Same-sex marriage: a couple in South Africa
“Travels with a Biro”.
While we were in the botanical gardens in Cape Town earlier this year I saw (and discreetly watched) a couple of gay men and their baby. It was comfortable and pleasant to watch – a young couple out on a warm Sunday, picnic tucked under the seat of the baby’s buggy, enjoying the exquisite gardens and relaxing after a week at the office.
The fact that both parents were men really didn’t matter – and nor should it. Ever.
Whether they were married or not (South Africa has allowed same-sex marriage since the year 2000), these parents made the perfect couple as they shared the picnic, fed and changed the baby, chatted and pointed to the ducks, lay back in the sun, jiggled the buggy to get the baby off to sleep. The darker man, perhaps a black-white mix, was the more maternal of the two. The other man, a blond Boer-looking chap, was slightly less hands-on with his little son and busied himself more with practical things like packing the picnic away.
It made me wonder how it could be that some people object to same-sex marriage. It is a natural progression in the social evolution of man, after the difficulties in marriage between two people of different religions, then the difficulties with two people of different race … thanks goodness we have now – largely – left all that behind us.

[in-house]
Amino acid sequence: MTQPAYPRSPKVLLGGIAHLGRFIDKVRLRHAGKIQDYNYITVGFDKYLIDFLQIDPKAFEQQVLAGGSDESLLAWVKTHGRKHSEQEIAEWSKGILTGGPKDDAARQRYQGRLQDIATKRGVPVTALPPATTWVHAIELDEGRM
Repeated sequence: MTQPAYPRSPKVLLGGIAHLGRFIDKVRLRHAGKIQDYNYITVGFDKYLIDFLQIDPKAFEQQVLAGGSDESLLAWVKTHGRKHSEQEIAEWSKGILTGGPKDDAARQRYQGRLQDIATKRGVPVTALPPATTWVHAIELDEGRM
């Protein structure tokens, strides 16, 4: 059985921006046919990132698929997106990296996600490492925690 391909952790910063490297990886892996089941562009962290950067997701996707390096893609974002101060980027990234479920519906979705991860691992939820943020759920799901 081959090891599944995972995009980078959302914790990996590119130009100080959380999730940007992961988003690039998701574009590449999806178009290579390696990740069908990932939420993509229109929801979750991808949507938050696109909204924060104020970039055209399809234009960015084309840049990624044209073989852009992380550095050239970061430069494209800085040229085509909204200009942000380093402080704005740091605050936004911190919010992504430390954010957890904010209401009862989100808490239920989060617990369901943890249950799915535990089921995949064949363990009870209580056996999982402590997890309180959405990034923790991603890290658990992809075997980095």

Eleven countries have condoned same-sex marriage since the year 2000 and more countries are following suit. I know two or three men who grimace and shudder when gay men are mentioned, and I think this is some kind of inadequacy on their part – as if they need reassurance, at some level, that they are what they consider to be “normal” . To not allow same-sex marriage, and to not welcome same-sex parenting, must surely be a violation of all civil and human rights, a mockery of political, social, moral and religious equality. To single out gay people as “unsuitable” for marriage or for parenting is a clear and undeniable discrimination that is totally out-of-kilter with the social progress mankind has made.
Catherine Broughton is a novelist, a poet and an artist. She is widely travelled and writes regularly for magazines and blog sites. Her sketches are on her web site http://turquoisemoon.co.uk . Her books are available from Amazon and on Kindle, or can be ordered from several leading book stores.
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Catherine Broughton is a novelist, a poet and an artist. Her books are available as e-books on this site:-
https://payhip.com/b/tEva “A Call from France”
https://payhip.com/b/OTiQ “French Sand”
https://payhip.com/b/BLkF ”The Man with Green Fingers”
https://payhip.com/b/1Ghq “Saying Nothing”
They are also available on Amazon & Kindle, or can be ordered as paperbacks from most leading book stores and libraries.